GDP grew 0.2% in April

15th June 2023

Latest Office for National Statistics (ONS) data shows that the economy returned to growth in April, with a 0.2% increase.

The latest figures  marks an improvement on the 0.3% fall recorded in March. The ONS report also shows that the economy expanded by 0.1% in the three months to April. 

Commenting on GDP figures for April, ONS Director of Economic Statistics Darren Morgan said “GDP bounced back after a weak March. Bars and pubs had a comparatively strong April, while car sales rebounded and education partially recovered from the effect of the previous month’s strikes.”

“These were partially offset by falls in health, which was affected by the junior doctors’ strikes, along with falls in computer manufacturing and the often-erratic pharmaceuticals industry. House builders and estate agents also had a poor month.”

“Over the last three months as a whole the economy grew a little, driven largely by the construction industries. The services sector dragged growth downwards, partly due to the impact of public sector strikes.”

Tina McKenzie, Policy Chair at the Federation of Small Businesses (FSB), said “GDP growth in April comes after a tough winter, and will bring some measure of hope to small firms. This slight increase was driven by services, up 0.3% in the month, although consumer-facing services in particular remain 8.7% below pre-pandemic output.”

“The three-month picture, meanwhile, doesn’t offer much to shout about, only just lifting above zero – although growth of any kind is of course good news.”

“Our Small Business Index measured a big uptick in confidence among small firms between the last quarter of 2022 and the first quarter of this year, ending up in lightly negative territory, and we hope this momentum will continue.”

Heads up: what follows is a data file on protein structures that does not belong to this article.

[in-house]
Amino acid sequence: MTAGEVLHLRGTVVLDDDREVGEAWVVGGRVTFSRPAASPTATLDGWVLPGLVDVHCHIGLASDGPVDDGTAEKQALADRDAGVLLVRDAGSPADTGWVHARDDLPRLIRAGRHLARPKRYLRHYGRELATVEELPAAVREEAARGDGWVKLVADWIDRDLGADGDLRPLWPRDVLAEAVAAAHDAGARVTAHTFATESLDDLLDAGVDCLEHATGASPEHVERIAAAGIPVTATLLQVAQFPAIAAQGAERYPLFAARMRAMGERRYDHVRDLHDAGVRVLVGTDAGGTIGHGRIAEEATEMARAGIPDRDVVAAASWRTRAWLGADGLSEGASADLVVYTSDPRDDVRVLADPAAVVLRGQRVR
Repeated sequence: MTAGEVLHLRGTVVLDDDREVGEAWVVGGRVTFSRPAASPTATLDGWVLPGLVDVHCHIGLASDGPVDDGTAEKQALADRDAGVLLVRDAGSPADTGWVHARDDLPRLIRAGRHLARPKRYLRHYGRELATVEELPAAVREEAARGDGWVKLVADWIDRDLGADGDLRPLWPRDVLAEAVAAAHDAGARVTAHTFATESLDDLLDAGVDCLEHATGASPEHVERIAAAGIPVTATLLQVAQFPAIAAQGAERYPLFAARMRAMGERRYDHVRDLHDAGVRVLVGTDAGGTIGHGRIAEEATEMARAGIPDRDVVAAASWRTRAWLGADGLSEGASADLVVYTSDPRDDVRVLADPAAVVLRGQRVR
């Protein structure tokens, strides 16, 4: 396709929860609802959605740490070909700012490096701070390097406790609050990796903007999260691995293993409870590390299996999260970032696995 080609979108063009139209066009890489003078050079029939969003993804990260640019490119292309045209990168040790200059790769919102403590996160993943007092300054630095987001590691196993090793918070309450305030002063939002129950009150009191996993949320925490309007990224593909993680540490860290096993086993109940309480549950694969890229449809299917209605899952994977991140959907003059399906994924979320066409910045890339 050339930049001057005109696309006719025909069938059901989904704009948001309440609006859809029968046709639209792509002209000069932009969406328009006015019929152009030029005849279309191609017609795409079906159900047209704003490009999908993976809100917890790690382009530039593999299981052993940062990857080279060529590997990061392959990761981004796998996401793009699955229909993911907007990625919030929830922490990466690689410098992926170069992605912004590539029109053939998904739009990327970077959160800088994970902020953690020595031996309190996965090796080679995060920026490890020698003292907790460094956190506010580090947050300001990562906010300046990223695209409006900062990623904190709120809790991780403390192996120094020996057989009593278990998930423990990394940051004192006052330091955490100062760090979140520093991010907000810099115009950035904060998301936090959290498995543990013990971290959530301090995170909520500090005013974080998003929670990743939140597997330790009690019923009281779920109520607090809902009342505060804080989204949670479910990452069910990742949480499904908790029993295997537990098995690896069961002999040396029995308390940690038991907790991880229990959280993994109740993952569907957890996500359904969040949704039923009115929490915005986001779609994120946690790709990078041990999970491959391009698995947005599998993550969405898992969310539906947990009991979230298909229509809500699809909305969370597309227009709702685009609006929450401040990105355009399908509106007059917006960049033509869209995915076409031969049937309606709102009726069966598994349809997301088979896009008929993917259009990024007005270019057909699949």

“Most small business owners will tell you, however, that it’s far from plain sailing for them at the moment, despite the resilience they’ve shown to date.”

“Yesterday’s labour market figures show that wages are rising at a record rate outside pandemic conditions, which makes a base rate rise next week more likely, and will make finance even harder to come by for many small firms looking to invest. This will hold back our recovery, when it is small firms we should be looking to as the way out of the economic doldrums.”

“If the Government wants to give small firms a lift, one revenue-neutral measure which would have an immediate effect would be to tackle late payment, to get funds flowing through supply chains.”

“Making large corporates publicly responsible for the payment practices in their supply chains would give immediate relief to millions of small firms, and save them time and effort currently spent chasing invoices, improving their productivity.”

“Inflation fell in the most recent figures, but is still some distance higher than the 2% target, while elevated prices are proving sticky. With consumer confidence rising but still firmly negative, many small firms are in a precarious position.”

“Cutting their fixed costs – by looking at business rates, increasing the VAT threshold, and ensuring that small businesses trapped on high energy tariffs can ‘blend and extend’ their contracts – will relieve margin pressure, and encourage small firms to fulfil their true potential as the engine of recovery.”

Kitty Ussher, Chief Economist at the Institute of Directors, said “April’s GDP data shows a recovery in consumer-facing services compared to March, with growth recorded in retail and wholesale trade, accommodation, food and beverage services, and transport.”

“This suggests that households responded to the improving weather in April by raising their levels of discretionary spending – even in the face of rising costs.”

“Businesses in the consumer-facing sectors will be encouraged by today’s data. However, the Bank of England may interpret it as proof that their interest rate hikes have not yet dampened demand enough to reduce inflationary pressure, particularly when combined with yesterday’s strong labour market performance.”